5 advertising strategies for media in recessionary times

By Mark Challinor


London, United Kingdom


Good day from London, UK. Welcome to this latest INMA Advertising Initiative newsletter.

Today, I will be concentrating on how we can “win” in our ad sales efforts when we are all in difficult times globally.

In these economically hard environments, we need to protect our media ad businesses from any downturns and, in many parts of the world, a likely/coming recession.

Whether you’re a large or small media businesses, it’s important to have a plan to secure our ad revenue streams if a recession does hit. Fortunately, there are a number of recession-proof strategies we can utilise. These ideas should help any media business continue to be successful, even during a downturn.

Some advice is not rocket science, but we can easily overlook what we need to do. The points below, especially when actioned together, can be most powerful in developing closer ties with agencies and advertisers — and keep them spending when the temptation might be to cut back or even temporality cease advertising with us.

Firstly, let’s remind ourselves of some very interesting statistics (and overtones which should inspire us) from advertising researchers Borrell Associates.

Borrell Associates survey

I have mentioned in a previous newsletter and it’s worth mentioning again here: In Borrell Associates bi-annual survey of media buyers earlier this year, agencies and direct media  buyers were asked several things: what they spend on advertising, what types of media they bought, what they are buying in 2022, and what qualitative comments had they regarding media’s approach to them.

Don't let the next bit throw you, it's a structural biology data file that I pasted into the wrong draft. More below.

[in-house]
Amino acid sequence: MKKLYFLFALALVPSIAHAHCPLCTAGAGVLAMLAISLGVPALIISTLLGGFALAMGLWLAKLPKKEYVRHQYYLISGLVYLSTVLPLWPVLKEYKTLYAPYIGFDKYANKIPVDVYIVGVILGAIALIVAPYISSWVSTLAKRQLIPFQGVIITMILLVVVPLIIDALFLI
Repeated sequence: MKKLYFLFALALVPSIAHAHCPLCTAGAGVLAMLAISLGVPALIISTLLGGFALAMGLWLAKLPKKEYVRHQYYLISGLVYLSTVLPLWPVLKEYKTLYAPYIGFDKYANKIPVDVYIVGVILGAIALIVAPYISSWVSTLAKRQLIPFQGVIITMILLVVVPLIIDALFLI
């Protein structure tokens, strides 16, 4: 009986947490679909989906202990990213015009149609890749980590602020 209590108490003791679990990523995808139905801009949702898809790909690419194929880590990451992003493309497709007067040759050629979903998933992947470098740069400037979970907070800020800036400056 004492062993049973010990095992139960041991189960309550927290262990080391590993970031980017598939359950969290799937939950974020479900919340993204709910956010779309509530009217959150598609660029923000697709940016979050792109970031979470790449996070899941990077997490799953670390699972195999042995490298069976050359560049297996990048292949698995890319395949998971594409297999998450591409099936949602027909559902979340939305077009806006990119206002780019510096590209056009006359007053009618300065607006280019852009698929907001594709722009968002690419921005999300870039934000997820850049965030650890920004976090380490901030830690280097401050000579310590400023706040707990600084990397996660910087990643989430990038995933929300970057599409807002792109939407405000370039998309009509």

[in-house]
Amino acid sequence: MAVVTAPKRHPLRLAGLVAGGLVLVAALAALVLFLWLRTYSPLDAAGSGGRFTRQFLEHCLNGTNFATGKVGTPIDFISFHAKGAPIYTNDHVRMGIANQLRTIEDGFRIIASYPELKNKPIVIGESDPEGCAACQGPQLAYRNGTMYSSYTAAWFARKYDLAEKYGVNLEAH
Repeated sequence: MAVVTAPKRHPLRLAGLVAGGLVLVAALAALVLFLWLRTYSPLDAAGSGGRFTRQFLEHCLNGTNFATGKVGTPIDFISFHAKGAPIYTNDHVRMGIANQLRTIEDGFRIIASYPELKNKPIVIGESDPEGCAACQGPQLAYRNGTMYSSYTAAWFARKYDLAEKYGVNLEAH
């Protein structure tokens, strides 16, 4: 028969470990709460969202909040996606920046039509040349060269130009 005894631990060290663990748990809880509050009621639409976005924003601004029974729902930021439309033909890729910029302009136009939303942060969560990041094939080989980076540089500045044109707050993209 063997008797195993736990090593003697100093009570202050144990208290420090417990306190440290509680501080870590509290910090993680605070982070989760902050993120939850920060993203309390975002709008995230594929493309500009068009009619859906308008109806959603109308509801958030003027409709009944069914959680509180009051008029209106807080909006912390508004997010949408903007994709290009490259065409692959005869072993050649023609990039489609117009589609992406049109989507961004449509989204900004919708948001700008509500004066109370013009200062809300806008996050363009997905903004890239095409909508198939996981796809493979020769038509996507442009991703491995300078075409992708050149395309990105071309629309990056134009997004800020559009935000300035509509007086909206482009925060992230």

A recent Borrell Associates survey has key findings helpful for today's media advertising teams.
A recent Borrell Associates survey has key findings helpful for today's media advertising teams.

The Borrell survey makes certain points that stood out for me, namely:

  • Local buyers are still novices: 53% are classified as novices, meaning they likely have questions and need advice. They are looking for partners who can assist them. 
  • The “master” (big) agencies also need help: 87% of agencies are classified as master marketers but see traditional media companies as partners. 
  • Not much media elimination is prevalent: While two in five agencies plan to reduce spending on “something,” only 1.5% of advertisers area actually eliminating something altogether. 

And from a qualitative point of view, what caught my eye was this comment, which seems typical of many others:

“Speak in clear language. We don’t know all the jargon and acronyms. Provide follow-up and regular feedback on how the advertising is doing. We almost never hear from anyone after the sale is made. It’s nice when partnering with media companies as I don’t generally have the time to stay updated on the latest/greatest marketing strategies.” 

To me, the conclusion of that survey was that we all need to learn from the above. Be more consultative, keep a constant stream of communications going, be a resource of knowledge and insights, get the mix of offerings right, and get to be trusted by our agencies and advertisers.

The Borrell survey gives us a very accurate pointer to what am about to talk about in this newsletter.

So, with the above in mind, here are my top five strategies, which I hope can help you prepare for what might be coming your way.

Top 5 strategies for a recession

1. Concentrate on the customer experience

In a recent survey by Statusphere, 65% of Millennials (many of which are media planners and buyers) are willing to pay more for a good customer experience.

Successful businesses (media or otherwise) know having content customers will mean they will be likely to submit good reviews and will spread that good news quickly through their networks. It’s obviously a lot easier to advertise our services when customers have already mentioned your company as one of their preferred brands.

Indeed, the “word-of-mouth channel” is a crucial factor in a whopping 74% of buying decisions. It drives an unbelievable six trillion U.S. dollars of spending every year (see further reading below).